But ultimately, I think we will not have a car industry in Detroit if things don't change. It may just be that United States shouldn't be making cars, that we're better at doing other things relative to the Chinese or the Japanese. And it's - the nature of the modern economy has changed and the ability to be adaptable to change, and I think it's very dangerous if we get locked into the past.

I mean, if you look at the initial stocks, the companies that made up the Dow Jones when it was started back in the 1880s, only one company - I think (unintelligible) is the only company that's still around in the same form that it was a hundred years ago. That sort of creative destruction is the nature of capitalism. And while politicians will fight it, I think ultimately economic forces are stronger than political forces.

SIMON: What do you notice as you look over the economic landscape of the country?

Prof. LEVITT: The macro economy is sort of like the weather. We have complex models that more or less can predict the weather a day or two out, but we're terrible at predicting the weather a week or two out, and the macro economy is on the same order of complexity as is the global climate. And so, economists are really stabbing in the dark a lot when we try to say what will happen, and I think you wouldn't want to believe any economist's - individual economist's forecast about what will happen in the future.

But I think what we are better at is thinking about the past and what's happened in the past and how we've gotten to where we are today. For instance, with the financial crisis, we can look back and say, how did all of these big investment banks come to the brink of disaster? And I think there we're back to individual behavior. And what's really remarkable is that the people who manned these investment banks are incredibly smart and yet they made these fundamental errors, it seems, in the calculations of their models in not recognizing that housing prices are gone up 50 or 60 percent in five years but they might just go down pretty quickly, as well, and took these huge bets that were going to destroy the company if housing prices would burst.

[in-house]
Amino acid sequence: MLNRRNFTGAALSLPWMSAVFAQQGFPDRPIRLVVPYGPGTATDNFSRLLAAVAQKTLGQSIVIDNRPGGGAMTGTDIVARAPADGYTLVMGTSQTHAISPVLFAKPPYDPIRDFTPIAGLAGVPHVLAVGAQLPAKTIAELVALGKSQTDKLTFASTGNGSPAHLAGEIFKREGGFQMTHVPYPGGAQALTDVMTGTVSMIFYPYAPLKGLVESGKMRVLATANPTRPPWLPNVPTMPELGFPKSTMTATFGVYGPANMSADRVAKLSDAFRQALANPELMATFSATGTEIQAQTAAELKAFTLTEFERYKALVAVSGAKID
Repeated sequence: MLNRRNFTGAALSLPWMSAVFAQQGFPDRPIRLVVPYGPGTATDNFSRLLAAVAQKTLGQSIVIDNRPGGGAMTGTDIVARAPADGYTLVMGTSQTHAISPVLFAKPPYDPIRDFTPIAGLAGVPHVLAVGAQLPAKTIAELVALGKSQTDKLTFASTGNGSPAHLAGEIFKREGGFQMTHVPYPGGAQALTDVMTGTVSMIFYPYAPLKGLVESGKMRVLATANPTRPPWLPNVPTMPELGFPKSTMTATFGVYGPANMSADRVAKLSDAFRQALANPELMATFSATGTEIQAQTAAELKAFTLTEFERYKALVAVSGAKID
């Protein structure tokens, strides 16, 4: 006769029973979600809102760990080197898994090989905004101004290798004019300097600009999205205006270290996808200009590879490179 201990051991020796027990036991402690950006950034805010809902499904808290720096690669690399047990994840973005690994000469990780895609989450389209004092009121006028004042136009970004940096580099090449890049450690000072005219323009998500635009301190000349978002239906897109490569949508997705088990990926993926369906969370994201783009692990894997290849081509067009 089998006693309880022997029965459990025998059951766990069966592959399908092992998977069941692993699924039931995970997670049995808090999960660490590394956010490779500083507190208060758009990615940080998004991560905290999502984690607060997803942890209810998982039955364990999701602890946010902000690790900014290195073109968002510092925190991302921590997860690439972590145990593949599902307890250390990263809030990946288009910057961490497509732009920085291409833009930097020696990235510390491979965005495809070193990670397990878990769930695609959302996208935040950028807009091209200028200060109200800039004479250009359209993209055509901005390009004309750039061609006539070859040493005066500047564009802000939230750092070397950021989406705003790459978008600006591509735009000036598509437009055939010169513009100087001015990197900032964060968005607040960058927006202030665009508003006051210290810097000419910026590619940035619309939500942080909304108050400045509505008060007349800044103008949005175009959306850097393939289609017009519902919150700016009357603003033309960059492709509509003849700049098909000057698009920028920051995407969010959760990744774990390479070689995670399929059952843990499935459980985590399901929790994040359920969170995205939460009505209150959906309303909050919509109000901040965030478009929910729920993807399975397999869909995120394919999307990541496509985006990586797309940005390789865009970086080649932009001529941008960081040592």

SIMON: Are there any questions that aren't - that you notice aren't being asked now that maybe you'd like to raise?

Prof. LEVITT: It may simply just be a fact of life that what we were living over the last 10 years of boom was somewhat of an illusion. And we may actually have to scale back our expectations and think that indeed, the future may not be as rosy. I think people are approaching the current economic situation as if it's cyclical. It may actually be something more fundamental.

I think every economist believes that in the long run the performance of the economy has to do not with factors about demand and what people want to buy but in our ability to produce, that we are as rich as we are as a function of whether or not we are making goods and services that other people are willing to pay for. And ultimately, I think that the risk we have in this downturn is that the government ends up putting impediments in the way of actually making American - manufacturing American services as productive as they possibly could be.

So if I had one word of advice to the Obama administration, it would be to focus on how we can not put in short-run government fixes which will eventually become long-run government talent(ph) programs that will get in the way of making America productive, but instead think about what can make America productive. And I think to the extent that the investments and infrastructure are a good attempt to try and build in things which will make us productive in the long run as well as create jobs in the short run.

SIMON: Always good to talk to you. Thank you so much.

Prof. LEVITT: Thank you, Scott.

SIMON: Steven Levitt, professor of economics at the University of Chicago and the author and inventor of "Freakonomics," speaking from WBEZ in Chicago.